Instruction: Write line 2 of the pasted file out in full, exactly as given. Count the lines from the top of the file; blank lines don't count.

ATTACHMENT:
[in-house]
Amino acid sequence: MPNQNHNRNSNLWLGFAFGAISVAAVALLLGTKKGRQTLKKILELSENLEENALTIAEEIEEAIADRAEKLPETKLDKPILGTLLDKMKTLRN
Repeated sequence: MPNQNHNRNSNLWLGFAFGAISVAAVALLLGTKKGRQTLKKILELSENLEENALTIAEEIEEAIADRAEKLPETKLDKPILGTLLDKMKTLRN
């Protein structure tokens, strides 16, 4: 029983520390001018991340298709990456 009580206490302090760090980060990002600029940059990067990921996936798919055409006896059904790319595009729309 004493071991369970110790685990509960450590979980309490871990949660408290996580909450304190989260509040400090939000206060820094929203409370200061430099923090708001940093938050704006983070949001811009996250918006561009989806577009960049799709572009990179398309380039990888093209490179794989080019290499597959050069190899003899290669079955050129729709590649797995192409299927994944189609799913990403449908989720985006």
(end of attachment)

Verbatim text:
Amino acid sequence: MPNQNHNRNSNLWLGFAFGAISVAAVALLLGTKKGRQTLKKILELSENLEENALTIAEEIEEAIADRAEKLPETKLDKPILGTLLDKMKTLRN